A little secret

Have you ever found yourself running down the dream and suddenly realized you’d lost your self-awareness? The answer is no, because, if so, you’d be self-aware and already know you’d lost it. See how that works? (The key there is “if so.”)

I mention this because I have just stumbled across a new favorite word that is oh so perfect for decorating the despair in our times: ladies and gentlemen, give it up for deindividuation.

Because I took Greek and Latin etymology in college in a previous geological epoch (Plasticscene) and because I did not have to cheat that much on the final, I am qualified to ease your understanding of deindividuation by hitting it with a hammer and breaking it into little bitty etymites:

De: “away from” or “out of it,” sometimes “out to lunch.” Alternately “the” or “de” as in “de feet dey hurty, oh dey doody do.”

indevid: short for “in de video” (Duh). Not to be confused with inna-godda-devita.

u: as in You Tube; alternately “u” as in u.

a: as the Canadians pronounce it, eh?

tion: a formal setting where you are required to dress up (to have de tie on) but not to look up de dress.

Put it all together and you have a word that literally means “a short movie about a natty, out-to-lunch Canadian haberdasher, looking for a lovely dress in all the wrong places, especially Guelph.”[1]

Of course, language is very elastic and sometimes if you stretch a word too far it will snap in your face like a pair of edible undies in a tug of war. Today, deindividuation has come to mean “You aint nothin’ but a hound dog,” with the full implication that “you aint never caught a rabbit and you aint no friend of mine.”[2]

What you’re probably thinking right now is “What is the meaning of this? I’m texting the cops.” To which, I reply “Keep your tion, pal.”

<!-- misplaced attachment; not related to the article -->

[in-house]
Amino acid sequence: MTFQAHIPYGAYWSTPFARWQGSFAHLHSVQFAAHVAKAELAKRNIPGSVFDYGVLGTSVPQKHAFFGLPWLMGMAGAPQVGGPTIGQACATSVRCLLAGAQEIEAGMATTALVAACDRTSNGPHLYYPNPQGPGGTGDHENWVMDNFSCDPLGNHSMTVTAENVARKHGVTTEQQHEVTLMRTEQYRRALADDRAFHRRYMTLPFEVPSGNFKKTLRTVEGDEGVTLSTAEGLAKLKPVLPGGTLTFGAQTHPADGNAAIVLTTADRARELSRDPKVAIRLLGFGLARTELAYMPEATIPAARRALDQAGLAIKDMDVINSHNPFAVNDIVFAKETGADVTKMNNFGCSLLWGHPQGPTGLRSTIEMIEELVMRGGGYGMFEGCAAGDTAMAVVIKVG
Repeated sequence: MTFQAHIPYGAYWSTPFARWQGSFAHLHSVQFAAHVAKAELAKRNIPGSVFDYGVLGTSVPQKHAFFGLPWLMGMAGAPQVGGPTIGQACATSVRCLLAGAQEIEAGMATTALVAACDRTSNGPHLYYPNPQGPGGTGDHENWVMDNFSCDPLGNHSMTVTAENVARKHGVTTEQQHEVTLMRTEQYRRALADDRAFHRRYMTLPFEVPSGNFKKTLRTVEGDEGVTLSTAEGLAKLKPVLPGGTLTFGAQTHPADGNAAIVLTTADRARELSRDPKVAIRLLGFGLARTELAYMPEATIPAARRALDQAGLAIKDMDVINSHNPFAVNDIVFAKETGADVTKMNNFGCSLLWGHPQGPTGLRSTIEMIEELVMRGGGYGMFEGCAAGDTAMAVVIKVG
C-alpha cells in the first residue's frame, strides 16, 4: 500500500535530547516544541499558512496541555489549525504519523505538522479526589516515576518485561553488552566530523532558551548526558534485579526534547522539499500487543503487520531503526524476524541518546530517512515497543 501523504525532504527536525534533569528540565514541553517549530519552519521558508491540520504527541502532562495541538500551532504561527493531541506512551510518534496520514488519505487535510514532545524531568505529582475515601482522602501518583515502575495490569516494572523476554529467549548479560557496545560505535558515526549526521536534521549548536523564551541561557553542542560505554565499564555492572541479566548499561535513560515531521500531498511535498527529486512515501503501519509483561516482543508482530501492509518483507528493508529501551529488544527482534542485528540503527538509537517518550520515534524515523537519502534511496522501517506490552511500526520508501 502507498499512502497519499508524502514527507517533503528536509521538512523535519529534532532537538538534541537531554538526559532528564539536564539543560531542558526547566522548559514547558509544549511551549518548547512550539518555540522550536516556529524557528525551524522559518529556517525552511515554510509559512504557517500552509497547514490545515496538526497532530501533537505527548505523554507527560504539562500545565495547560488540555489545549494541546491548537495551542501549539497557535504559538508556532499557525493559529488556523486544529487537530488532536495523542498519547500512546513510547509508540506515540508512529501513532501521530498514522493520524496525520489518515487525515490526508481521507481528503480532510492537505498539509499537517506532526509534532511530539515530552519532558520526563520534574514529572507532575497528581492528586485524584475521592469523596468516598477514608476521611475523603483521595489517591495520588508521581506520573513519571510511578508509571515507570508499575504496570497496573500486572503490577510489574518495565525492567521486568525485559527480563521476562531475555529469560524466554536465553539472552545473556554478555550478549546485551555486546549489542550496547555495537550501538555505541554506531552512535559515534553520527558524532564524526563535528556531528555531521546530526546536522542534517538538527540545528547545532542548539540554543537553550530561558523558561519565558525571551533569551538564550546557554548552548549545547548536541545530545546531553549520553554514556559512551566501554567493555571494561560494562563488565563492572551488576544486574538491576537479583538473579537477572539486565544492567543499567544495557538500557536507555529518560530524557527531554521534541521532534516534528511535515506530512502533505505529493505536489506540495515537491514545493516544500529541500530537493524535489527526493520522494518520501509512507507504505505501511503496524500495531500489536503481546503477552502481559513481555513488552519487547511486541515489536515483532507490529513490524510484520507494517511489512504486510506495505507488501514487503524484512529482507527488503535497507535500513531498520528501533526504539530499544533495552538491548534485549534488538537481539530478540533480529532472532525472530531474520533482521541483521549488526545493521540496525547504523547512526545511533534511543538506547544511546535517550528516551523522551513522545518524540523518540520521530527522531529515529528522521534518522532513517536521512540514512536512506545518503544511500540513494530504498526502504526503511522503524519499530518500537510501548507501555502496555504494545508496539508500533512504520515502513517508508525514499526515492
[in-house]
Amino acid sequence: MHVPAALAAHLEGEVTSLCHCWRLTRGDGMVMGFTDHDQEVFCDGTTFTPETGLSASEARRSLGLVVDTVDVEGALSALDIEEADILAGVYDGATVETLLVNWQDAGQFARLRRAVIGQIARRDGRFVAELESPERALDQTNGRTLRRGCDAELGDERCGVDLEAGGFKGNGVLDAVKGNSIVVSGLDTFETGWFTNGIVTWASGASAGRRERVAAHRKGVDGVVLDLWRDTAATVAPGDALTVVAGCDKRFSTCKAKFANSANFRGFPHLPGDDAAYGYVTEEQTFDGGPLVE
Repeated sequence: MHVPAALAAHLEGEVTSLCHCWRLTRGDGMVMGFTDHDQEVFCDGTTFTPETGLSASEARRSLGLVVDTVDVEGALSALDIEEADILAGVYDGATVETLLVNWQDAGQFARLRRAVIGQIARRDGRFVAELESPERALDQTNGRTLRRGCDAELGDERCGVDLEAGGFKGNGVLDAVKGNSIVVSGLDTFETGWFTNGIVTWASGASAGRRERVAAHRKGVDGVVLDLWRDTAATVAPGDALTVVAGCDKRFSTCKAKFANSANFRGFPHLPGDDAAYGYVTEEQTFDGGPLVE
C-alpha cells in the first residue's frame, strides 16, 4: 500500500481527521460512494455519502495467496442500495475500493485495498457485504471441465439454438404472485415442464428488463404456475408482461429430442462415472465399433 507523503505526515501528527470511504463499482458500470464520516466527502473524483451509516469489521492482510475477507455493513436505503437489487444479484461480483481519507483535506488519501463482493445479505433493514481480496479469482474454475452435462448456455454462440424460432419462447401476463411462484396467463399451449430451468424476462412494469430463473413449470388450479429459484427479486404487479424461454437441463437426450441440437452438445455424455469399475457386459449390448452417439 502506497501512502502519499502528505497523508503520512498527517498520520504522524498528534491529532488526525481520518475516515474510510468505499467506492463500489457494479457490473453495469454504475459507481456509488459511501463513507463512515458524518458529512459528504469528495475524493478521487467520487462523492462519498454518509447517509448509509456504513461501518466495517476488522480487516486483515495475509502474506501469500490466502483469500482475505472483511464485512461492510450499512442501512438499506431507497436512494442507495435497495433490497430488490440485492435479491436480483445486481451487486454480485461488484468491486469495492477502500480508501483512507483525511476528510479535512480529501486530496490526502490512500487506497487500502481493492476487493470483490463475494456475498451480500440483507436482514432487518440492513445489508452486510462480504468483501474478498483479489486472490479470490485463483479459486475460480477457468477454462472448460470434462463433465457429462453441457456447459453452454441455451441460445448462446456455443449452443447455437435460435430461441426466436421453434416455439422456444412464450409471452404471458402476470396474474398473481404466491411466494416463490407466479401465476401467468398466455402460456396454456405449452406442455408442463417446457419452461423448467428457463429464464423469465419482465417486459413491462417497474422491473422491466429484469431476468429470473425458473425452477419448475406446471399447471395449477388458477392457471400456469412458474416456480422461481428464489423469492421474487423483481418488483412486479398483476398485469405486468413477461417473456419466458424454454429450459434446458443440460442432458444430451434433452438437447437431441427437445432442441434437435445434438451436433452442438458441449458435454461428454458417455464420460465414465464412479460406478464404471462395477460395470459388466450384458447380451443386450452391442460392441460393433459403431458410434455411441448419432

Because, look. Whether writing, painting, dancing or writing about a dancing painter, we artists don’t start out to make a point or send a message. For one thing we’d have to think up something sophisticated, punchy and glib. And it’s hard enough assembling the damn easel and getting the top off the paint cans without spilling. If you’re smelling me.

Besides, most artists don’t know how to use the message function on their device and they end up sending E-MAILS IN CAPITAL LETTERS which, as they are repeatedly warned by their sophisticated, punchy and glib nephews, nobody sends anymore, no how, no way, you geezing hashtag@whatthehellisahashtag.

Thus, in the grand scheme of things, just as Mr. Big planned it, we artists are required only to be artsy. Fartsy, however — finding meaning or beauty, or cooties — is like falling bird-do: totally on you.

So stop trying to figure out what the artist meant. He/she has no idea/idea. Your job is simply to check the box that says “Saw, read, heard, got down, got funky on art: □Yes □No □Um.”

And here’s a little secret. Whether the artist knows it or not, under the Constitution there are only a handful of things any piece of art can legally mean. Seriously. Clip this list and keep it in your sock for easy reference.

What art means:

  • Life Sucks
  • Death Sucks
  • Limbo sucks
  • See that guy over there? He sucks
  • Look in the mirror. Kinda reminds you of a Turbo-charged shop vac, no?

Meanwhile, good luck sucking up to your self-awareness.

1.Come on, everybody knows it’s in Ontario, (and not the one in California.)
2. Not quite Heartbreak Hotel, but then what is, eh E?

©Patrick A. McGuire and A Hint of Light 2013-2017, all rights reserved.

This entry was posted in Absurd and/or zany, Mockery and derision, News You Can Use (Sort of), The human comedy and tagged , , , , , , , , . Bookmark the permalink.

2 Responses to A little secret

  1. Gramps says:

    Where did you learn about “edible undies”? Does Katherine know about this? And what flavor do you prefer?


  2. PMcG says:

    Same place you did: Wegmans


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